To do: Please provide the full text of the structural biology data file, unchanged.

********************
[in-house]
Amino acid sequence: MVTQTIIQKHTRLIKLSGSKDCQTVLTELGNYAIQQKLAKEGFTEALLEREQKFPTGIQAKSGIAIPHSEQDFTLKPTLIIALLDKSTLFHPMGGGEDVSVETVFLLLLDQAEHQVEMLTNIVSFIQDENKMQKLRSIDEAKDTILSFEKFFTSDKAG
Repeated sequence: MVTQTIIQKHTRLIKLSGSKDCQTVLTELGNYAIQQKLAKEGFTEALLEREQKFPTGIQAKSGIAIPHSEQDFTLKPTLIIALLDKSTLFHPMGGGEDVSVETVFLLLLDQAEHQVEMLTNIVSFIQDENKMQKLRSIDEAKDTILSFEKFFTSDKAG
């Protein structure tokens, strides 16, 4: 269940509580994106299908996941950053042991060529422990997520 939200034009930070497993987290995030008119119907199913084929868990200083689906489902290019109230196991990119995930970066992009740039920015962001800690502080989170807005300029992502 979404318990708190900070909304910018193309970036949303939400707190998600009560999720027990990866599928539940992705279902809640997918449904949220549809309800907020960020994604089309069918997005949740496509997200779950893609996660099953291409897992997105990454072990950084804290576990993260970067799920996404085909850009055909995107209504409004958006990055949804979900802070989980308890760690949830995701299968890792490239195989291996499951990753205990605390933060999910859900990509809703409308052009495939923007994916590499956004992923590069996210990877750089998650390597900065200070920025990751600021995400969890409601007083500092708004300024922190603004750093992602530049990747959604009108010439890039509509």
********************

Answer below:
[in-house]
Amino acid sequence: MVTQTIIQKHTRLIKLSGSKDCQTVLTELGNYAIQQKLAKEGFTEALLEREQKFPTGIQAKSGIAIPHSEQDFTLKPTLIIALLDKSTLFHPMGGGEDVSVETVFLLLLDQAEHQVEMLTNIVSFIQDENKMQKLRSIDEAKDTILSFEKFFTSDKAG
Repeated sequence: MVTQTIIQKHTRLIKLSGSKDCQTVLTELGNYAIQQKLAKEGFTEALLEREQKFPTGIQAKSGIAIPHSEQDFTLKPTLIIALLDKSTLFHPMGGGEDVSVETVFLLLLDQAEHQVEMLTNIVSFIQDENKMQKLRSIDEAKDTILSFEKFFTSDKAG
């Protein structure tokens, strides 16, 4: 269940509580994106299908996941950053042991060529422990997520 939200034009930070497993987290995030008119119907199913084929868990200083689906489902290019109230196991990119995930970066992009740039920015962001800690502080989170807005300029992502 979404318990708190900070909304910018193309970036949303939400707190998600009560999720027990990866599928539940992705279902809640997918449904949220549809309800907020960020994604089309069918997005949740496509997200779950893609996660099953291409897992997105990454072990950084804290576990993260970067799920996404085909850009055909995107209504409004958006990055949804979900802070989980308890760690949830995701299968890792490239195989291996499951990753205990605390933060999910859900990509809703409308052009495939923007994916590499956004992923590069996210990877750089998650390597900065200070920025990751600021995400969890409601007083500092708004300024922190603004750093992602530049990747959604009108010439890039509509």